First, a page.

Former Pink Floyd background vocalist Machan Taylor will be joining world-renowned band Gov’t Mule in the Live Nation production of a Pink Floyd show called “Darkside of the Mule, ” in honor of the 50th anniversary of “Darkside of the Moon.”
Singer, songwriter, performer, and educator, Machan Taylor is an accomplished veteran of the music business for over 35 years. She has extensively toured as a background vocalist with Sting, Pink Floyd, Pat Benatar, George Benson, Foreigner, Gov’t Mule, Bobby Caldwell, Steve Tyrell, and The Glenn Miller Orchestra. She also performed on selected engagements with Aretha Franklin, Billy Joel, James Taylor, Stockholm Syndrome, Toots Hibbert, and other internationally notable artists. As a lead singer, she fronted the Grammy-nominated group Hiroshima on Epic Records. She has also sung on numerous national TV and radio commercials and film soundtracks, including the song “The Moon’s a Window to Heaven,” written by Jerry Goldsmith and John Bettis for the Star Trek V soundtrack. She was also the singing voice of Lieutenant Uhura in the same movie.
As a solo artist, her 2004 CD Machan debuted at #35 on the Billboard Contemporary Jazz Charts, and she followed up with the releaseMotion of Love in 2007, which was received with international critical acclaim. She has also written and published over 100 compositions that have been featured on network and cable television shows worldwide, as well as in major films. Most recently, she had a song placed in the Golden Globe-winning, Oscar-nominated movie Boyhood.
Gov’t Mule (pronounced “Government Mule”) is an American Southern Rock Jam Band formed in 1994 as a side project of The Allman Brothers Band by guitarist Warren Hynes and bassist Allen Woody. Fans often refer to Gov’t Mule simply as Mule.
The band released their debut album, Gov’t Mule, in 1995, and have since released an additional nine studio albums, plus numerous EPs and live releases. Gov’t Mule has become a staple act at music festivals across North America, with both its members and frequent guests from other notable bands adding various Funk and Blues Rock elements to the band’s sound.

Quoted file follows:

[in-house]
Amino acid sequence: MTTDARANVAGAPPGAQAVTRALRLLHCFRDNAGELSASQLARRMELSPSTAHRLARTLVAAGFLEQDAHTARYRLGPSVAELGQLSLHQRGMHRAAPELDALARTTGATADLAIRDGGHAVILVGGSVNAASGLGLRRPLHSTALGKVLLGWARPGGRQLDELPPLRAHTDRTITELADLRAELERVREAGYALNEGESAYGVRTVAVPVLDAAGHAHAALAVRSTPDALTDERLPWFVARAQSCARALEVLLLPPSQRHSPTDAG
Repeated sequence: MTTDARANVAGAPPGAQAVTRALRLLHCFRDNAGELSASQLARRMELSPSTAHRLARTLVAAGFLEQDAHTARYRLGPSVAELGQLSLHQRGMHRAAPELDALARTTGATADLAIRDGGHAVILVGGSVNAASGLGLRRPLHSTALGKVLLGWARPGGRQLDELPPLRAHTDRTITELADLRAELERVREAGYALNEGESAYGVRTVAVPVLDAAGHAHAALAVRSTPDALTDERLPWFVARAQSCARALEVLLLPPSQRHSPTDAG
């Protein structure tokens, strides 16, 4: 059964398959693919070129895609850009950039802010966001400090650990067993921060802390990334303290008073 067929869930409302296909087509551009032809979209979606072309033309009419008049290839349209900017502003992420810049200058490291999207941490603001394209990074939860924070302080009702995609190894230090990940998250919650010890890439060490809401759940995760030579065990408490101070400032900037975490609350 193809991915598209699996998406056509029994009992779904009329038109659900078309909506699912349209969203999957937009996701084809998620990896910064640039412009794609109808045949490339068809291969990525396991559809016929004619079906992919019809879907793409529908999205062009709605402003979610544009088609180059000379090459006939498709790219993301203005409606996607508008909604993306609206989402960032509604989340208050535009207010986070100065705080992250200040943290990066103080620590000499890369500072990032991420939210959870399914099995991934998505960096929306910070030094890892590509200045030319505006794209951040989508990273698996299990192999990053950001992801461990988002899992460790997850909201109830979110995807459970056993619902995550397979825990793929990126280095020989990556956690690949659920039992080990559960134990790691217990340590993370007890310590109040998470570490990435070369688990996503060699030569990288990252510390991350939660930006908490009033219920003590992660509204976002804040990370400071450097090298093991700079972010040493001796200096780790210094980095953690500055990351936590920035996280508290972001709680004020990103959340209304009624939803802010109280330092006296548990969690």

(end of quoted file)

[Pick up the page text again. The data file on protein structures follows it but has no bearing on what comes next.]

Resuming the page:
How did you start your career?
I’ve been singing since I was a little girl. But I started singing professionally in coffee houses initially as a singer-songwriter when I was 14 years old. By the time I was 16 years old I was in bands and started playing bars. The drinking age was 18 back then, and I was tall at a young age. So, I started making money playing in bars at that point.
After graduating high school at the age of 16, I was in a band in NJ called “Grover, Margret & Za Zu Zaz”. We were very popular in the Jersey bar scene, and were working 4-5 nights a week. It was a great time in the live music scene in the NYC metro area. It was a great training ground for artists and musicians to develop their craft….something the younger generation doesn’t have in the same way. I have so many great memories from that time. And hundreds and hundreds of gigs under my belt I did in those teenage years.
Who are some of the people that you have sung back up for?
I was very lucky to have worked with so many great artists at a very high level; Pink Floyd, Sting, Pat Benatar, George Benson, Bobby Caldwell, Aretha Franklin and several others. Some were big tours. Some were one off shows or limited engagements. But all notable experiences.
You are going out on tour with Gov’t Mule, what are you most looking forward to?
I’m looking forward to performing this summer doing outdoor festivals. I love the sultry feeling of being on stage on hot summer nights. There’s something special about being in the fresh air, under the stars, and performing in front of big crowds like that. It gives me a sense of connection to people in a very special way. Maybe it harkens back to the romanticism of the early days of rock festivals. I don’t know, but I love it!